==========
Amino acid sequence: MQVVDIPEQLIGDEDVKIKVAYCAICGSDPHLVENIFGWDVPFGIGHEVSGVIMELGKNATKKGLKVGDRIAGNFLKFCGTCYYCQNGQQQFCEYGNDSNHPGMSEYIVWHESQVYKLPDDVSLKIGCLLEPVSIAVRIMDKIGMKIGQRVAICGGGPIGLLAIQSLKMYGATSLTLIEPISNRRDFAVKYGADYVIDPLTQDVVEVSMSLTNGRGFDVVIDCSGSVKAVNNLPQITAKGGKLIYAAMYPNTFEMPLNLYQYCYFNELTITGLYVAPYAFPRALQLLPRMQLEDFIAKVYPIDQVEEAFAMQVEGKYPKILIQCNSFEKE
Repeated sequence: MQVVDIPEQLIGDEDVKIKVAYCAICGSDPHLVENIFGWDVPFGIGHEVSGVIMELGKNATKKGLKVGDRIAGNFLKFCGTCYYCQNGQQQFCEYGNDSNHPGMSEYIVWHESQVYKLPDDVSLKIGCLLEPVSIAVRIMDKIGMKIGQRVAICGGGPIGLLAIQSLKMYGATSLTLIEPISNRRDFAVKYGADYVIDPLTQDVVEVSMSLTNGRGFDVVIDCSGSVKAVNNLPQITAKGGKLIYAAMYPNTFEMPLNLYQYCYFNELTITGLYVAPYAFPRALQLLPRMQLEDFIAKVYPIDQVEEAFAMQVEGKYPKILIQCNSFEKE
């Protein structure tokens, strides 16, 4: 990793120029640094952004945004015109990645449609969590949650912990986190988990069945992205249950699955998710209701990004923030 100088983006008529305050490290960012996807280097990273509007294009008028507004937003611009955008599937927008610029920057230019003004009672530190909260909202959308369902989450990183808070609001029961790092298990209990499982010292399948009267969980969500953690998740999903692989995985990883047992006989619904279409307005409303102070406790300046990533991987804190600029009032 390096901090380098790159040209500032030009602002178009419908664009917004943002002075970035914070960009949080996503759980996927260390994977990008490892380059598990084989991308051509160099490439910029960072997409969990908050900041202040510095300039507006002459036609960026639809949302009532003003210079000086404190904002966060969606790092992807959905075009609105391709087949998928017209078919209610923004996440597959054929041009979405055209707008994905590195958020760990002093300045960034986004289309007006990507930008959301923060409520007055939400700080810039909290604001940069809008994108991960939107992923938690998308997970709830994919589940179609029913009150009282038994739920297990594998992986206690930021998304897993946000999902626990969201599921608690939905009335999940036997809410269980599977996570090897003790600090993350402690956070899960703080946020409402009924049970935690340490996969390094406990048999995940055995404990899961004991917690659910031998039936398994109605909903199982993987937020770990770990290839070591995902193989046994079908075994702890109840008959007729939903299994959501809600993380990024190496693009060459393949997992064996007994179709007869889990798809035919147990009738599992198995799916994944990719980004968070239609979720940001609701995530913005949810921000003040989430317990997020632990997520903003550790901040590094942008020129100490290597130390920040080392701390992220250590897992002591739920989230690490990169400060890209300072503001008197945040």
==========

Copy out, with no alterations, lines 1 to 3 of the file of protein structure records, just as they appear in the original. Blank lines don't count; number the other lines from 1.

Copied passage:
Amino acid sequence: MQVVDIPEQLIGDEDVKIKVAYCAICGSDPHLVENIFGWDVPFGIGHEVSGVIMELGKNATKKGLKVGDRIAGNFLKFCGTCYYCQNGQQQFCEYGNDSNHPGMSEYIVWHESQVYKLPDDVSLKIGCLLEPVSIAVRIMDKIGMKIGQRVAICGGGPIGLLAIQSLKMYGATSLTLIEPISNRRDFAVKYGADYVIDPLTQDVVEVSMSLTNGRGFDVVIDCSGSVKAVNNLPQITAKGGKLIYAAMYPNTFEMPLNLYQYCYFNELTITGLYVAPYAFPRALQLLPRMQLEDFIAKVYPIDQVEEAFAMQVEGKYPKILIQCNSFEKE
Repeated sequence: MQVVDIPEQLIGDEDVKIKVAYCAICGSDPHLVENIFGWDVPFGIGHEVSGVIMELGKNATKKGLKVGDRIAGNFLKFCGTCYYCQNGQQQFCEYGNDSNHPGMSEYIVWHESQVYKLPDDVSLKIGCLLEPVSIAVRIMDKIGMKIGQRVAICGGGPIGLLAIQSLKMYGATSLTLIEPISNRRDFAVKYGADYVIDPLTQDVVEVSMSLTNGRGFDVVIDCSGSVKAVNNLPQITAKGGKLIYAAMYPNTFEMPLNLYQYCYFNELTITGLYVAPYAFPRALQLLPRMQLEDFIAKVYPIDQVEEAFAMQVEGKYPKILIQCNSFEKE
């Protein structure tokens, strides 16, 4: 990793120029640094952004945004015109990645449609969590949650912990986190988990069945992205249950699955998710209701990004923030 100088983006008529305050490290960012996807280097990273509007294009008028507004937003611009955008599937927008610029920057230019003004009672530190909260909202959308369902989450990183808070609001029961790092298990209990499982010292399948009267969980969500953690998740999903692989995985990883047992006989619904279409307005409303102070406790300046990533991987804190600029009032 390096901090380098790159040209500032030009602002178009419908664009917004943002002075970035914070960009949080996503759980996927260390994977990008490892380059598990084989991308051509160099490439910029960072997409969990908050900041202040510095300039507006002459036609960026639809949302009532003003210079000086404190904002966060969606790092992807959905075009609105391709087949998928017209078919209610923004996440597959054929041009979405055209707008994905590195958020760990002093300045960034986004289309007006990507930008959301923060409520007055939400700080810039909290604001940069809008994108991960939107992923938690998308997970709830994919589940179609029913009150009282038994739920297990594998992986206690930021998304897993946000999902626990969201599921608690939905009335999940036997809410269980599977996570090897003790600090993350402690956070899960703080946020409402009924049970935690340490996969390094406990048999995940055995404990899961004991917690659910031998039936398994109605909903199982993987937020770990770990290839070591995902193989046994079908075994702890109840008959007729939903299994959501809600993380990024190496693009060459393949997992064996007994179709007869889990798809035919147990009738599992198995799916994944990719980004968070239609979720940001609701995530913005949810921000003040989430317990997020632990997520903003550790901040590094942008020129100490290597130390920040080392701390992220250590897992002591739920989230690490990169400060890209300072503001008197945040």